Publication Date


Document Type


First Advisor

Polans, Neil O.

Degree Name

M.S. (Master of Science)

Legacy Department

Department of Biological Sciences


Peas--Genetics; Pisum--Genetics; Gene mapping


Linkage maps are often compiled from the analysis of many different crosses. With the advent of molecular genetic markers such as RFLPs and, more recently, RAPDs, it has become possible to generate an extensive linkage map through the analysis of a single cross. This project utilizes a single reciprocal F2 cross between two pea inbred lines (A1078-234 and PI 179449) to integrate a combination of classical Mendelian and modern molecular characters (morphological traits, isozymes, RFLPs [restriction fragment length polymorphisms] and a large number of newly generated RAPDs [random amplified polymorphic DNA]). To develop the RAPD data set efficiently, primer surveys were first performed to detect variation between the two parental lines. Primers producing polymorphisms were then used to scan 56 F2 progeny. After 100 RAPD bands were obtained, bulk segregant analysis was used to find the precise location of four previously unassigned phytochromeregulated genetic loci (denoted Pea25, Pea207, Pea2l5 and Pea315). The resulting data were analyzed by multipoint linkage analysis using the MAPMAKER computer program. One hundred twenty-nine markers were placed on the seven linkage groups of pea: 40 dominant markers derived from the A1078-234 parent ("A" characters), 72 dominant markers derived from the PI 179449 parent ("P" characters), and 17 codominant markers. All linkage groups have "A," "P," and codominant characters except I and VI, which have only "P" characters and a codominant marker. There are also nine unlinked blocks that include a total of 35 markers: two codominant characters and 33 RAPDs. Bulk segregant analysis provided evidence that Pea207 and Pea 315 reside in linkage groups II and III, respectively. The RAPDs also confirmed a rearrangement between linkage groups I and II Although several RAPDs were linked with the Pea25 Pea215 linkage block through bulk segregant analysis, the block needs to be extended further to be incorporated in the map. Given the fact that linkage groups I and IV have been assigned relatively few markers to date, the Pea25/Pea215 linkage block may well reside at one of these two locations. Based on bulk segregant survey results and the rearrangement of linkage groups I and II, the most likely first choice of assignment for the Pea 25/Pea215 linkage segment is linkage group I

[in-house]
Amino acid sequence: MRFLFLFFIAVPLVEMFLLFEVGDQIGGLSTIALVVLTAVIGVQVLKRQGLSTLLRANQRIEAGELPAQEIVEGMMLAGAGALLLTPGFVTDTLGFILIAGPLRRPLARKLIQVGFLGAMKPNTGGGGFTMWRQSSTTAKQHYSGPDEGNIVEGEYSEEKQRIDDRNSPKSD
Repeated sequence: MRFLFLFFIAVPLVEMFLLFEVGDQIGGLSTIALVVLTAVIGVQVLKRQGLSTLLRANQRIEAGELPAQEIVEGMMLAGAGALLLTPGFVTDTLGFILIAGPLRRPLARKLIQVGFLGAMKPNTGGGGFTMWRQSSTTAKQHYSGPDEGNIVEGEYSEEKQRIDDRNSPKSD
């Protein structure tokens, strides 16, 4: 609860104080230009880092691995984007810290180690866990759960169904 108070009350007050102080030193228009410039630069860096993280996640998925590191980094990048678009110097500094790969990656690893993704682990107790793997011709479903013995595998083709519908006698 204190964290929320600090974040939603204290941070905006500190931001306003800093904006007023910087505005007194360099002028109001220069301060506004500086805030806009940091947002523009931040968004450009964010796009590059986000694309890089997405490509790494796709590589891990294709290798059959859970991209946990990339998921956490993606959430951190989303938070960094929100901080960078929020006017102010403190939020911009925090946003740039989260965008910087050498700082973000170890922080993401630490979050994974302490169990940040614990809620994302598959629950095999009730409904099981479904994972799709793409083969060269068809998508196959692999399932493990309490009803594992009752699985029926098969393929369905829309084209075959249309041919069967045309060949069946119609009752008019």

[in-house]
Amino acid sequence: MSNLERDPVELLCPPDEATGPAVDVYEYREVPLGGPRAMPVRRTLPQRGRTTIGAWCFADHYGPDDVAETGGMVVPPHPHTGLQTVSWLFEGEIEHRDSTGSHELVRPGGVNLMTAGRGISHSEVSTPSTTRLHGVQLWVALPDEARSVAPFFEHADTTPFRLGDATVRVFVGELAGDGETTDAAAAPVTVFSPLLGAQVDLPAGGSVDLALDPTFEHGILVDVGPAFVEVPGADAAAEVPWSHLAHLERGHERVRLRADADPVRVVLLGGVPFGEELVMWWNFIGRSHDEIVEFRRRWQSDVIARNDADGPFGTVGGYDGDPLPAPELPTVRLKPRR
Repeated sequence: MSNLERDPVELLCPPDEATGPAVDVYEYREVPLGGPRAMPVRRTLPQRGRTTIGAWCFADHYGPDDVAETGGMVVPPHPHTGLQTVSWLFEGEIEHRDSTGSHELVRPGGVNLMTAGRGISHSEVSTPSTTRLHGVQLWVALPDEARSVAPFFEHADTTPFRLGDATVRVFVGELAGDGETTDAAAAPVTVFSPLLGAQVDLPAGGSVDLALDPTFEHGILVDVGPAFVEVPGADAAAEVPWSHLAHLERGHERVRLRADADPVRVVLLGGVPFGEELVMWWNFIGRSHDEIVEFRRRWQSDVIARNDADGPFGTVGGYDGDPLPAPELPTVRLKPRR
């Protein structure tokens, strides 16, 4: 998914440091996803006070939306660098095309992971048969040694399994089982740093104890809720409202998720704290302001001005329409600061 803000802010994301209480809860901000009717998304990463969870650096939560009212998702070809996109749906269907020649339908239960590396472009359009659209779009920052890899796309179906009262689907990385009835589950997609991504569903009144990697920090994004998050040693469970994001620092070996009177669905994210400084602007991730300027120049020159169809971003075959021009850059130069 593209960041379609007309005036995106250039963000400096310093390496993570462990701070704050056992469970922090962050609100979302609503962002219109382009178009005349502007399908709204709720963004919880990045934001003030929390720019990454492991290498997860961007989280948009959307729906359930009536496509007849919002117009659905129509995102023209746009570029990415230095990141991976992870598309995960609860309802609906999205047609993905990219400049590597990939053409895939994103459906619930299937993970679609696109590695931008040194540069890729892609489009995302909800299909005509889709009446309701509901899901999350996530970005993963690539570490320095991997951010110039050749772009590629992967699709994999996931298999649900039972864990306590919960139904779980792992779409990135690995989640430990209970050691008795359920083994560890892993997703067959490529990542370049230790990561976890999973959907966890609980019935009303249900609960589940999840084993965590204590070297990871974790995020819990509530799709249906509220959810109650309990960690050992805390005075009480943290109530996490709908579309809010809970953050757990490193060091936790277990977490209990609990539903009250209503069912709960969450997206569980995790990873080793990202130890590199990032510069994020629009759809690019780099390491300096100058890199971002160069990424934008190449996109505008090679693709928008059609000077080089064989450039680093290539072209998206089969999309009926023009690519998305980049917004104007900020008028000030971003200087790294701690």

Includes bibliographical references (pages [113]-121)


ix, 131 pages (1 copages)




Northern Illinois University

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